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Is it possible to emulate a function with your own data type with some GHC extension? What I want to do is e.g.

(imaginary syntax)

data MyFunc = MyFunc String (Int->Int)

instance (Int->Int) MyFunc where
    ($) (MyFunc _ f) i = f i

inc = MyFunc "increment" (1+)

test = inc 1

I.e. data that carries some meta-information with it and can be pattern matched, but which can still be called like a regular function. Now, I know that I could define my own infix operator like $$ and call inc $$ 1, but being able to use the regular function call syntax would be very useful in embedded DSLs.

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3 Answers 3

up vote 18 down vote accepted

Yes, it can be done to a limited extent.

But first we'll need

{-# LANGUAGE Rank2Types #-}

Let's define

data M a b = M { name :: Int -> String -> String, eval :: a -> b }

I'm adding more structure to your names so I can get nicer show support. ;)

Then lets define a class:

class Magic m where
    magic :: M a b -> m a b

instance Magic M where
    magic = id

instance Magic (->) where
    magic (M _ f) = f

Now, consider the type:

type MyFunc a b = forall m. Magic m => m a b

The result type of magic is either (a -> b) or a M a b.

So it can be used as a member of MyFunc. Now, this type is somewhat unsatisfying, because you can't make instances dispatch on it, but it does mean that

inc :: MyFunc Int Int
inc = magic (M (const (showString "inc")) (+1))

test :: Int
test = inc 1

works just fine.

We can even make a rather nice way to show them. Even though we can't use show on MyFunc, we can define it for M.

instance Show (M a b) where
    showsPrec d (M s _) = s d

Then we can make a function we can apply to M a b (and by extension any MyFunc) to get out an M a b.

m :: M a b -> M a b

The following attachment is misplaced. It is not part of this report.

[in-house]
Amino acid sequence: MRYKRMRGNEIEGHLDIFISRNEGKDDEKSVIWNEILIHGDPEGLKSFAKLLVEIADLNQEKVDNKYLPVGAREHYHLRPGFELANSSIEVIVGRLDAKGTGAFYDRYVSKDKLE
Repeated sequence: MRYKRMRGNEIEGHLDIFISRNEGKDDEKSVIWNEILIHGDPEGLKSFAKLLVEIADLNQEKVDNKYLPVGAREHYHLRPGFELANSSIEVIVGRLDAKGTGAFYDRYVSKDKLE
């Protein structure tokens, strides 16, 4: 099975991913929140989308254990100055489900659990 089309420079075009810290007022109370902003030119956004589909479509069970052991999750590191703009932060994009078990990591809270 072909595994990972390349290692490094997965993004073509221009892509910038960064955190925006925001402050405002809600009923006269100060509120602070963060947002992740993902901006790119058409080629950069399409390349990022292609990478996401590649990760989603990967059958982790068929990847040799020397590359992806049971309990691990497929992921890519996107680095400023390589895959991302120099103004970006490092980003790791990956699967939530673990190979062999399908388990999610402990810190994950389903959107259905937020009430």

m = id

and we can define a special combinator to show MyFuncs:

showM :: MyFunc a b -> String
showM f = show (m f)

Then we can play. We can define compositions of MyFuncs.

infixr 9 .#
(.#) :: MyFunc b c -> MyFunc a b -> MyFunc a c
f .# g = magic (M 
    (\d -> showParen (d > 9) $ showsPrec 10 (m f) . 
                               showString " . " . 
                               showsPrec 9 (m g)) 
    (f . g))

inc2 :: MyFunc Int Int
inc2 = inc .# inc

test2 :: Int
test2 = inc2 1

bar, baz :: String
bar = showM inc
baz = showM inc2

And because I gave enough structure to the names, we even get correct parenthesization for more complicated compositions, without needless parentheses.

*Main> showM $ inc2 .# inc
"(inc . inc) . inc"

*Main> showM $ inc .# inc2
"inc . inc . inc"

But remember, you won't be able to define any instances for MyFunc, since it can only be a type, and not a newtype. In order to define instances you'll have to define them on M, and then use m to convert to that type so that implicit dispatch has a type to grab onto.

Because of the rank 2 type, if you use these heavily in local contexts, you may also want to turn on NoMonoLocalBinds and/or NoMonomorphismRestriction.

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9  
This is kind of terrifying. I love it. –  C. A. McCann Jun 26 '11 at 19:04

No, the syntax f e cannot be overloaded. The f has to have type S -> T.

But you can still do a lot with EDSLs if you do a deep embedding, i.e., you let your functions build syntax trees instead of computing.

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You can't directly overload function call syntax, no.

You can make your own custom arrow type --- see Control.Arrow. You can then invoke your "functions" using arrow notation (you will need to include {-# LANGUAGE Arrows #-} at the top of your source file). Whether this is good enough for you depends on the needs of your DSL.

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++1 for arrows. –  FUZxxl Jun 26 '11 at 11:03
    
Don't forget about applicatives! They have an application operator too. –  luqui Jun 26 '11 at 18:16

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